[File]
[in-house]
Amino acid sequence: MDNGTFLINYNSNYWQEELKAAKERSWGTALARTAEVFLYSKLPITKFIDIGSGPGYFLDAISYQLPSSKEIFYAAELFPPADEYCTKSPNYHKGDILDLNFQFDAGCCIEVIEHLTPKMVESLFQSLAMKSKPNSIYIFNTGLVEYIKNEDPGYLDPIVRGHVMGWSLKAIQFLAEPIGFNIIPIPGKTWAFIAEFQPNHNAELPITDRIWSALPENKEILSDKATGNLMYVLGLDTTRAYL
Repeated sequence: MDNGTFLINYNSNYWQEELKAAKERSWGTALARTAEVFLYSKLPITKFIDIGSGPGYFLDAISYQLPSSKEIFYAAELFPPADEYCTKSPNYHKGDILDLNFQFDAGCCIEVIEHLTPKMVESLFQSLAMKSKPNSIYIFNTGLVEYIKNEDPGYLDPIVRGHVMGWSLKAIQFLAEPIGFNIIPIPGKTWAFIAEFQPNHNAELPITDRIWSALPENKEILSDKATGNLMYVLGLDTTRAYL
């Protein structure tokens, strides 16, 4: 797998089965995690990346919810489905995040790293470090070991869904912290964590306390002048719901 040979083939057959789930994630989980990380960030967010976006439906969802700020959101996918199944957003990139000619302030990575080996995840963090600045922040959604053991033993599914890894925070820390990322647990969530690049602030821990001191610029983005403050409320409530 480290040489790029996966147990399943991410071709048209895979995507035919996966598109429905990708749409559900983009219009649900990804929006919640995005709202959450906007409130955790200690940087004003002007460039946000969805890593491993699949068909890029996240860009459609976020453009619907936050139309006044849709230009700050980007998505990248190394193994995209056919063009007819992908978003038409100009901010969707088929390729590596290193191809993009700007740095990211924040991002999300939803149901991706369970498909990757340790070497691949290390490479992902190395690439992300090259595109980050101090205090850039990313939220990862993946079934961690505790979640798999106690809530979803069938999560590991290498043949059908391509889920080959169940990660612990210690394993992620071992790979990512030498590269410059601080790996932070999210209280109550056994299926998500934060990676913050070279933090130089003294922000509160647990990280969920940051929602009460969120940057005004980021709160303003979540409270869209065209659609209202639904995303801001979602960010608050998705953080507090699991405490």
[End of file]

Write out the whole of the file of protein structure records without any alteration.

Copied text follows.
[in-house]
Amino acid sequence: MDNGTFLINYNSNYWQEELKAAKERSWGTALARTAEVFLYSKLPITKFIDIGSGPGYFLDAISYQLPSSKEIFYAAELFPPADEYCTKSPNYHKGDILDLNFQFDAGCCIEVIEHLTPKMVESLFQSLAMKSKPNSIYIFNTGLVEYIKNEDPGYLDPIVRGHVMGWSLKAIQFLAEPIGFNIIPIPGKTWAFIAEFQPNHNAELPITDRIWSALPENKEILSDKATGNLMYVLGLDTTRAYL
Repeated sequence: MDNGTFLINYNSNYWQEELKAAKERSWGTALARTAEVFLYSKLPITKFIDIGSGPGYFLDAISYQLPSSKEIFYAAELFPPADEYCTKSPNYHKGDILDLNFQFDAGCCIEVIEHLTPKMVESLFQSLAMKSKPNSIYIFNTGLVEYIKNEDPGYLDPIVRGHVMGWSLKAIQFLAEPIGFNIIPIPGKTWAFIAEFQPNHNAELPITDRIWSALPENKEILSDKATGNLMYVLGLDTTRAYL
């Protein structure tokens, strides 16, 4: 797998089965995690990346919810489905995040790293470090070991869904912290964590306390002048719901 040979083939057959789930994630989980990380960030967010976006439906969802700020959101996918199944957003990139000619302030990575080996995840963090600045922040959604053991033993599914890894925070820390990322647990969530690049602030821990001191610029983005403050409320409530 480290040489790029996966147990399943991410071709048209895979995507035919996966598109429905990708749409559900983009219009649900990804929006919640995005709202959450906007409130955790200690940087004003002007460039946000969805890593491993699949068909890029996240860009459609976020453009619907936050139309006044849709230009700050980007998505990248190394193994995209056919063009007819992908978003038409100009901010969707088929390729590596290193191809993009700007740095990211924040991002999300939803149901991706369970498909990757340790070497691949290390490479992902190395690439992300090259595109980050101090205090850039990313939220990862993946079934961690505790979640798999106690809530979803069938999560590991290498043949059908391509889920080959169940990660612990210690394993992620071992790979990512030498590269410059601080790996932070999210209280109550056994299926998500934060990676913050070279933090130089003294922000509160647990990280969920940051929602009460969120940057005004980021709160303003979540409270869209065209659609209202639904995303801001979602960010608050998705953080507090699991405490």